Indian Motorcycles Get A Bigger Heart And A...
- Sep 11, 2019
- Views : 2390
Apart from some custom builds that you see on the internet, there aren’t many flat track-inspired motorcycles in India. However, Indian Motorcycles has changed that by bringing in the gorgeous FTR 1200 to our shores. With prices ranging between Rs 16 lakh to Rs 18 lakh, the FTR 1200 is surely expensive. You could have a litre-class bike for less than that. But should you? Well, we’ve ridden the FTR 1200 S (not in a flat-track arena as we’d have liked) and here’s what we have to say about it…
The FTR 1200 S is available in three colours and our test bike came in the least flattering one: an insipid black and grey paint job. But if you want to stand out from the crowd, you could spend some more dough and go for the Race Replica variant.
Look closely and you’ll appreciate little details like the Indian logo inside the headlamp, tail lamp and even on the switchgear.
High-quality materials are used all around and just like Indian motorcycles before it, fit and finish is impressive.
It comes equipped with a TFT touchscreen instrument console with two display modes that can be changed with the swipe of a finger. The menu is easy to navigate while the touchscreen is quite responsive and works even with non-compatible gloves.
And oh, you can also navigate through the menu via the four-way joystick and buttons on the switchgear.
The 13-litre fuel tank is located under the seat, which helps keep the bike’s centre of gravity low, making it a better handler.
In the city, the wide handlebars offer excellent leverage. It also has a tight turning radius that makes getting in and out of tight spots easier than regular cruisers.
The firm and flat seat as well as the upright riding position should ensure your back stays happy after a long stint of riding on the highway.
Shorter riders might have an issue with the tall 840mm seat, which makes placing your feet flat on the ground and negotiating U-turns at crawling speeds a bit difficult.
Moreover, it weighs a whopping 231kg (kerb), which can be an issue especially if you have to push the bike around in a parking lot.
The steering feels a bit heavy and can give your arms a light workout if you spend an hour riding it in the urban environment.
While clutch feel is on the heavier side, the throttle too feels heavy despite featuring ride-by-wire.
Although the ride is on the stiffer side, the rider and pillion are well insulated from bad road surfaces, potholes and even sharp ridges
The FTR 1200 S feels sporty thanks to its rigid trellis frame, fully-adjustable 43mm Sachs front fork and a fully adjustable Sachs monoshock at the rear.
Owing to a rake angle of 26.3 degrees and the large 19-inch front wheel, the front end feels like it’s resisting when you chuck it into a corner. However, once leaned in, the suspension works beautifully to soak up all surface undulations to give the bike a planted feel.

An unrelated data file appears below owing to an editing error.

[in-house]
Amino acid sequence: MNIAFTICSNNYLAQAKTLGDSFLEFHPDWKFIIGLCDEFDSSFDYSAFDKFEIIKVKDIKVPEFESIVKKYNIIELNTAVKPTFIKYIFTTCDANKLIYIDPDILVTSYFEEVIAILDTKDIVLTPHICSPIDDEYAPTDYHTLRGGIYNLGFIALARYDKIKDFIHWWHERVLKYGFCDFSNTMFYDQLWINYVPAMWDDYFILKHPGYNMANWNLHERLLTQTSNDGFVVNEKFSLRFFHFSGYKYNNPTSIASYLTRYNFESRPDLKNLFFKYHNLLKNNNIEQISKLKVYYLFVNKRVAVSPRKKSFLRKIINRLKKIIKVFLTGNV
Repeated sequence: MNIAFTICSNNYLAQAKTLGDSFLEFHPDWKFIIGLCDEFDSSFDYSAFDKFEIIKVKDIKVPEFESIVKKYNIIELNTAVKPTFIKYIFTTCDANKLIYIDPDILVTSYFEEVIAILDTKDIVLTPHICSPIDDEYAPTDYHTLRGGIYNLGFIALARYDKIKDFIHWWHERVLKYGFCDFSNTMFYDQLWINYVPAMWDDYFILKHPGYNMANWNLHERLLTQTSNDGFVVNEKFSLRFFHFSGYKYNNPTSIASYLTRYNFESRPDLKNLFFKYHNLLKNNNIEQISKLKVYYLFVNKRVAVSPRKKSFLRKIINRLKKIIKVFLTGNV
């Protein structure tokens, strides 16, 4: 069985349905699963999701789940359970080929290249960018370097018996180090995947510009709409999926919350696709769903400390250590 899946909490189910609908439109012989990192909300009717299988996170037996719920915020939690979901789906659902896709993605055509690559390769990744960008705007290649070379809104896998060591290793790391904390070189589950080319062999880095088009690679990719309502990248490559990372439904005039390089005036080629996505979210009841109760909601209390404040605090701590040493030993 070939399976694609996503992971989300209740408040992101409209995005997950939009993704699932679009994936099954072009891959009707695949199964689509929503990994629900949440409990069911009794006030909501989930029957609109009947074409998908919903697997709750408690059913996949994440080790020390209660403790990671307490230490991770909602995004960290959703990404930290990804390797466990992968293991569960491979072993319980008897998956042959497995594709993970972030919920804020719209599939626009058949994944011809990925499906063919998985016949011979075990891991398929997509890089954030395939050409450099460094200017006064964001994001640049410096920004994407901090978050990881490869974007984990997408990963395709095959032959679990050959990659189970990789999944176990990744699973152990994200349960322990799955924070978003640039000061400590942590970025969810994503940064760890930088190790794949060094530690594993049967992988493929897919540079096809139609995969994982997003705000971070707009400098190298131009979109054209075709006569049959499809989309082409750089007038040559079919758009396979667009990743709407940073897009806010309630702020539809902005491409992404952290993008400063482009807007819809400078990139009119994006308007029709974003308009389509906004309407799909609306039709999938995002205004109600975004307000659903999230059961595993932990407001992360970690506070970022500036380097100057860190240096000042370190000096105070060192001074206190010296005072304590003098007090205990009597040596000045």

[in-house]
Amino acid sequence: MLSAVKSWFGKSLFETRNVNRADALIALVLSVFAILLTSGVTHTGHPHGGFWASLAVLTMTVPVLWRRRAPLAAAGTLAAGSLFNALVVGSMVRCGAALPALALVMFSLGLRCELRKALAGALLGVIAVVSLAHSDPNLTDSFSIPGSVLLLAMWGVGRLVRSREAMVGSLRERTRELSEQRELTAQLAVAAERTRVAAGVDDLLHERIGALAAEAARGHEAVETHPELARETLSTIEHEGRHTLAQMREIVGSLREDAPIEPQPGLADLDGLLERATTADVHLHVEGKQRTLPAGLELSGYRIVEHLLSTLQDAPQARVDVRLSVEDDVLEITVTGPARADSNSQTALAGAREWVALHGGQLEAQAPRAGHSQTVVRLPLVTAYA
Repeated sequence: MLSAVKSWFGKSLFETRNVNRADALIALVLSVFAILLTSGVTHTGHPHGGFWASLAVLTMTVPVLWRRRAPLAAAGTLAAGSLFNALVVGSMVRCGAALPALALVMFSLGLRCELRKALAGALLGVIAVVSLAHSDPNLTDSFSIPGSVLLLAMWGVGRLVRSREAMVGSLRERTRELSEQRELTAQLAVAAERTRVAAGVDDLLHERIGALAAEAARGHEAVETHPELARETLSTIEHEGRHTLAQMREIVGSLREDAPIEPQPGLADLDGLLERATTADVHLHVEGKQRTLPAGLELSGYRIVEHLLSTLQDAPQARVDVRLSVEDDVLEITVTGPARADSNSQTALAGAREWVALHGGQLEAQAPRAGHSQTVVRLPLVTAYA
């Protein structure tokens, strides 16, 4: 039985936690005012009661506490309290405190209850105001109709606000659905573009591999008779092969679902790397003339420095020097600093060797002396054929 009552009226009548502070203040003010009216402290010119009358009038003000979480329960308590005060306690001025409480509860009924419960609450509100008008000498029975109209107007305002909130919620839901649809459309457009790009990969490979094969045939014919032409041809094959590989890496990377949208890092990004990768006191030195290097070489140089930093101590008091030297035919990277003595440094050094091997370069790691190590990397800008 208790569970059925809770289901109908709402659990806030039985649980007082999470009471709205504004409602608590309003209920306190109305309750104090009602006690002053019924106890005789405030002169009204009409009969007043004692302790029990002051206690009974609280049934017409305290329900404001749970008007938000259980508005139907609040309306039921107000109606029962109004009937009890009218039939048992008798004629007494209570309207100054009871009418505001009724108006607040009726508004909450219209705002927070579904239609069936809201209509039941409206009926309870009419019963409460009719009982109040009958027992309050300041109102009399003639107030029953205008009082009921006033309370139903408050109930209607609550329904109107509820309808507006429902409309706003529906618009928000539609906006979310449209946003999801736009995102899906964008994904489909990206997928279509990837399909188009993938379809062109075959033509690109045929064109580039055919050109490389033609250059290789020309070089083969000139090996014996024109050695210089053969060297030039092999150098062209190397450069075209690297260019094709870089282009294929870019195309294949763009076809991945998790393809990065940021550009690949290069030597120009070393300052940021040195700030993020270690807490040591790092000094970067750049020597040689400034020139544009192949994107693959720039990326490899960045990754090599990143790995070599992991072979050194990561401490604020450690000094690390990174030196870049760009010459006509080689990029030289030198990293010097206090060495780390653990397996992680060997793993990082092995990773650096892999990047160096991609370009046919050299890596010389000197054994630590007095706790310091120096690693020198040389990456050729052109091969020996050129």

The Dunlop DT3-R’s dual-purpose tyres look quite similar to the Dunlops used on the FTR 750 Flat Track race bike and are developed especially for the FTR 1200 keeping on-road usage in mind. They offer good grip on dry tarmac and are not bad on wet roads either.
The rear has a narrower 150-profile tyre which helps make the bike more flickable but gets overwhelmed with the motor's performance. Given the motor it comes paired with, we would have loved conventional, stickier and wider rubber at the rear.
It gets twin 320mm discs with radially-mounted four-piston Brembo M4.32 calipers which, until a few years ago, were only used on litre-class superbikes. The rear has a large 265mm disc with a two-piston Brembo caliper.
The FTR 1200 is powered by a 1203cc V-Twin motor that makes 120Nm of torque at 6000rpm. Power starts coming in strong from 4000rpm onwards and gets stronger around 6000rpm. From there on, it keeps building up until 9000rpm where the rev limiter violently cuts in.
This quick-revving motor has tall gearing, which means that you’ll have to downshift often at slow speeds. Or you can just slot it in second gear and ride around all day.
Its stonking midrange means the FTR 1200 S goes from 30-70kmph in third gear in 2.23 seconds. 40-80kmph in fourth gear takes an equally quick 2.6 seconds. That’s quicker than the Harley-Davidson Fat Bob and the Ducati Multistrada 1200 S.
Thanks to the two large 600cc cylinders enclosed within a tight space, the motor radiates a fair amount of heat. This could be quite a bother in the summer.
While you can not change ABS and traction control settings, you can switch them off in Track mode. Stupidly enough, both share the same button. So if you want TC off, ABS gets switched off as well.
The FTR 1200 S needs more effort to ride than your typical naked motorcycle. But it does offer lots of thrill for your effort.
The problem is that the FTR 1200 S does not feel as exotic as the MV Agusta Brutale 800 or as unique as the BMW R nine T Scrambler or as versatile as the BMW R 1200 GS, all of which can be bought for around the same price. If only the FTR 1200 S were a couple of lakh rupees cheaper…
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